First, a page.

Anyone invested in oil hoping for a quick bounce back in prices (Russia, we’re looking at you) may want to look away now. Shell boss Ben van Beurden thinks the black stuff won’t fully recover this year, echoing recent predictions by other industry experts.
‘The market will remain volatile in 2015, if only because for now, Opec (the Organisation of the Petroleum Exporting Countries) shows no sign of wanting to resume its role as swing supplier,’ van Beurden is due to say at a conference tonight, according to the Telegraph.
Oil prices have plummeted as much as 60% since June, from more than $110 (£72) to as low as $45 earlier this month. A barrel of Brent Crude is currently selling for just under $56. Opec, effectively headed up by Saudi Arabia, exacerbated the rout in November, when it decided not to cut production in an effort to force more cost-intensive US frackers, which had caused much of the oversupply, out of business.
Van Beurden’s comments would fit with recent research from Citigroup, which predicted oil would sell for $57 by the end of 2015, but could fall as low as $20. He also supports the International Energy Agency’s view that a price recovery is ‘inevitable’.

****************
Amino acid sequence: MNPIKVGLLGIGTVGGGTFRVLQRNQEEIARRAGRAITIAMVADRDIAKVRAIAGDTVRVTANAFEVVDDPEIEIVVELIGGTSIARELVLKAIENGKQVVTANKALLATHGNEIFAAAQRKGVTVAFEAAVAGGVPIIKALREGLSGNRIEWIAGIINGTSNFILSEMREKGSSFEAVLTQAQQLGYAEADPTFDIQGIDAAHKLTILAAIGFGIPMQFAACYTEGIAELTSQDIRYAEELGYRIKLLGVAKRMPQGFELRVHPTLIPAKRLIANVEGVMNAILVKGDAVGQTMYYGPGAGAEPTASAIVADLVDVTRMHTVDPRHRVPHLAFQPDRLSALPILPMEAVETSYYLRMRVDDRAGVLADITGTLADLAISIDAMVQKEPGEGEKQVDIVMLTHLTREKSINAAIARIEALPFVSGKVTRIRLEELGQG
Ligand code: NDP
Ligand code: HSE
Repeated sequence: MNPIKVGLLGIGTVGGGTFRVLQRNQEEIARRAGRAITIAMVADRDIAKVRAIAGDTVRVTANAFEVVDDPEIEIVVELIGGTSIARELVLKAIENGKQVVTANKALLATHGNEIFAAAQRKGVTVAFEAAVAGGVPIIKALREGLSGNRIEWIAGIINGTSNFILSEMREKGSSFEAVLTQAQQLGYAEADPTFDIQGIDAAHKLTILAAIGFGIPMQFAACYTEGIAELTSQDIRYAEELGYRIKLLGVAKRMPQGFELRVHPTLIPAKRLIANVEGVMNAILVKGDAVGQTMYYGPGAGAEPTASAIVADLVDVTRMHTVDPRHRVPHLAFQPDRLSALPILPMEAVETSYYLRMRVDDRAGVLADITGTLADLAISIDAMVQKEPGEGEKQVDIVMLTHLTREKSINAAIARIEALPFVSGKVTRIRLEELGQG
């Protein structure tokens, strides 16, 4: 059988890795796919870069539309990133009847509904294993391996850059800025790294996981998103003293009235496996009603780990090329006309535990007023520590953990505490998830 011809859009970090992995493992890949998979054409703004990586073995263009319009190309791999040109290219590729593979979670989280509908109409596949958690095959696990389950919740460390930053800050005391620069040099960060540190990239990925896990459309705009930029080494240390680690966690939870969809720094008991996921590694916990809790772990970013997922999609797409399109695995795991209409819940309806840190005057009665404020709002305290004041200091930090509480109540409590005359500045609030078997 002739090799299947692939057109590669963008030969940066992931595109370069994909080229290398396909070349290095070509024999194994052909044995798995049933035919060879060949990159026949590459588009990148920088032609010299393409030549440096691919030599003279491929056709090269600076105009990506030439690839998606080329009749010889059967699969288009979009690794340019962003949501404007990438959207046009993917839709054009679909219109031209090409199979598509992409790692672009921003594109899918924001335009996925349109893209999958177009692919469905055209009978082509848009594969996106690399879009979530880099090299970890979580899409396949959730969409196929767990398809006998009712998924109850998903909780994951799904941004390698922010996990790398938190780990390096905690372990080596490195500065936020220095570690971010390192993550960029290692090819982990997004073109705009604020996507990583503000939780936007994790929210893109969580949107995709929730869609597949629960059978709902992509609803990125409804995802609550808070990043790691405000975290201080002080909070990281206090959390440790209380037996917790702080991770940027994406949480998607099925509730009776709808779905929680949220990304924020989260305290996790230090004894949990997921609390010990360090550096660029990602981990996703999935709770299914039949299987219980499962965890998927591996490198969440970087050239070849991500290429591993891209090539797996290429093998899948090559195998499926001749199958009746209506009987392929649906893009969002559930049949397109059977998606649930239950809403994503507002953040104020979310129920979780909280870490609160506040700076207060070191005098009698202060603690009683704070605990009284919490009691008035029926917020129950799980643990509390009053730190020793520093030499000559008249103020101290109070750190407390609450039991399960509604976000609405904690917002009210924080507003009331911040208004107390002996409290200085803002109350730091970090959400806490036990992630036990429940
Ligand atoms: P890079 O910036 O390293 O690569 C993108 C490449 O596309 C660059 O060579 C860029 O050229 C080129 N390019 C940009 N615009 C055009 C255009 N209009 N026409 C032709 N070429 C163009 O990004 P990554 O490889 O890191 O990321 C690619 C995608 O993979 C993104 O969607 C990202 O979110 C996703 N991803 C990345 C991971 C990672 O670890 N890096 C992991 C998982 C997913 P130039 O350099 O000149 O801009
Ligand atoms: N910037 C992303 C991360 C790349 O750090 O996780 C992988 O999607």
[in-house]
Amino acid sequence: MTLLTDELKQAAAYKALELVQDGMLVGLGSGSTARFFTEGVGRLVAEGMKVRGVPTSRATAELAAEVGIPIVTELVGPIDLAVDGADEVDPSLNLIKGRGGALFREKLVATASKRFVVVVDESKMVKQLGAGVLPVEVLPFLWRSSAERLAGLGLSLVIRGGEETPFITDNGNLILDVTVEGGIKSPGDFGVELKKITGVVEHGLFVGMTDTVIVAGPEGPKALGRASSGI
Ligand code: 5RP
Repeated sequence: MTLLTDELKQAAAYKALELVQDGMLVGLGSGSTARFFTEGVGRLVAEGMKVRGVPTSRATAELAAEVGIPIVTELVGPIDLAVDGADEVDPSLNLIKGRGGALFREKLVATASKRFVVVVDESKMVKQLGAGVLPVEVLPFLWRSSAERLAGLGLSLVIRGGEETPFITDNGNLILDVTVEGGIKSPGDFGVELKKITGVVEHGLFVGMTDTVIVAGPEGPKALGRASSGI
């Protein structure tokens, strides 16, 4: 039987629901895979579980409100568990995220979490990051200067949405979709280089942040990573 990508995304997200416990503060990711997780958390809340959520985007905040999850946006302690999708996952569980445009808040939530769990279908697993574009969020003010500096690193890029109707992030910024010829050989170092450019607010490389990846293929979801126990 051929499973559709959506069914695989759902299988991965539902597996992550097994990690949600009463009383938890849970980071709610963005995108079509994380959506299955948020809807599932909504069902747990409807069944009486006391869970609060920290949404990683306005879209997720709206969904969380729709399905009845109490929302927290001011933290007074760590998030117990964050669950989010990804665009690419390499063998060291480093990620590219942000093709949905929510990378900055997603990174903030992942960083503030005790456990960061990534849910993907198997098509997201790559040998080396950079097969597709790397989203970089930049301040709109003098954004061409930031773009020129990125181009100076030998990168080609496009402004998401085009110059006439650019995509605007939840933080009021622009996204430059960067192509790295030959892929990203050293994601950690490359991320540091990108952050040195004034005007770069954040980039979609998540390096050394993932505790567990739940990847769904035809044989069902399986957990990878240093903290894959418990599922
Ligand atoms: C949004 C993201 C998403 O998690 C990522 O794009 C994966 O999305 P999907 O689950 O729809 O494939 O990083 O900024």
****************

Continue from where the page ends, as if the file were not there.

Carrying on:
‘For the longer term, I see no change to fundamental drivers of oil markets such as rising demand and the need for new supplies,’ he will say, while also warning, ‘supply will probably not keep pace with this growth,’ given current prices.
Oil companies are notorious at piling on the pounds in the good times and cutting to the bone when things are bad, so that rising demand often outstrips supply and prices soar even further when they do eventually recover. And Shell may also have fallen into this very trap, announcing it January it was slashing $15bn from its investment budget over the next three years.
On a separate but related note, van Beurden is also expected to stake out Big Oil’s stall in the climate change debate, arguing, ‘Our industry should be less aloof, more assertive.’
He will poo poo the ‘carbon bubble’ theory, which claims oil companies are overvalued as humanity will eventually realise it can’t burn all the fossil fuels left if it’s going to save the planet. The world can’t do without fossil fuels right now, so ‘the focus should remain on lowering their carbon emissions,’ he will say.
Van Beurden is certainly right that we haven’t weaned ourselves off our addiction to coal, oil and gas yet. But if the effects of climate change do become more obvious, he may find raising his head above the parapet rather trickier.